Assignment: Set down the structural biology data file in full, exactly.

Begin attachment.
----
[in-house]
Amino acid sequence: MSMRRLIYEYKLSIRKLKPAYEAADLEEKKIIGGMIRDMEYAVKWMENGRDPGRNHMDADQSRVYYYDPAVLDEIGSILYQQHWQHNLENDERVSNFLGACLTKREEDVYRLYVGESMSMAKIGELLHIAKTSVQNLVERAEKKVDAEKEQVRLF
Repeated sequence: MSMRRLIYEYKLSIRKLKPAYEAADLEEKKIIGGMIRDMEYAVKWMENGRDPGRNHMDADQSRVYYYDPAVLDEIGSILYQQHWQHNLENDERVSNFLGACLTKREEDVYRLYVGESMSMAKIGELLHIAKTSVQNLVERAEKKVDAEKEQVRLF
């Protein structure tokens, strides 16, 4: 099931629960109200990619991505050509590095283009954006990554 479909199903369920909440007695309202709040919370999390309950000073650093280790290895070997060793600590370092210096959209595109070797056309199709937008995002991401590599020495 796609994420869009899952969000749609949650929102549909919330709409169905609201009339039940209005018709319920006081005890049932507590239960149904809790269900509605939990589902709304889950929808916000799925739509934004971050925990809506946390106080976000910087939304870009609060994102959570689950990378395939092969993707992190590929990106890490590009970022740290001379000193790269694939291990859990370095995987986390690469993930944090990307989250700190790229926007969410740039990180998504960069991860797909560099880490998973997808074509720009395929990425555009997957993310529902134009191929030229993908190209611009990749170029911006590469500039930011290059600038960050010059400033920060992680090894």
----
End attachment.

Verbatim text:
[in-house]
Amino acid sequence: MSMRRLIYEYKLSIRKLKPAYEAADLEEKKIIGGMIRDMEYAVKWMENGRDPGRNHMDADQSRVYYYDPAVLDEIGSILYQQHWQHNLENDERVSNFLGACLTKREEDVYRLYVGESMSMAKIGELLHIAKTSVQNLVERAEKKVDAEKEQVRLF
Repeated sequence: MSMRRLIYEYKLSIRKLKPAYEAADLEEKKIIGGMIRDMEYAVKWMENGRDPGRNHMDADQSRVYYYDPAVLDEIGSILYQQHWQHNLENDERVSNFLGACLTKREEDVYRLYVGESMSMAKIGELLHIAKTSVQNLVERAEKKVDAEKEQVRLF
């Protein structure tokens, strides 16, 4: 099931629960109200990619991505050509590095283009954006990554 479909199903369920909440007695309202709040919370999390309950000073650093280790290895070997060793600590370092210096959209595109070797056309199709937008995002991401590599020495 796609994420869009899952969000749609949650929102549909919330709409169905609201009339039940209005018709319920006081005890049932507590239960149904809790269900509605939990589902709304889950929808916000799925739509934004971050925990809506946390106080976000910087939304870009609060994102959570689950990378395939092969993707992190590929990106890490590009970022740290001379000193790269694939291990859990370095995987986390690469993930944090990307989250700190790229926007969410740039990180998504960069991860797909560099880490998973997808074509720009395929990425555009997957993310529902134009191929030229993908190209611009990749170029911006590469500039930011290059600038960050010059400033920060992680090894």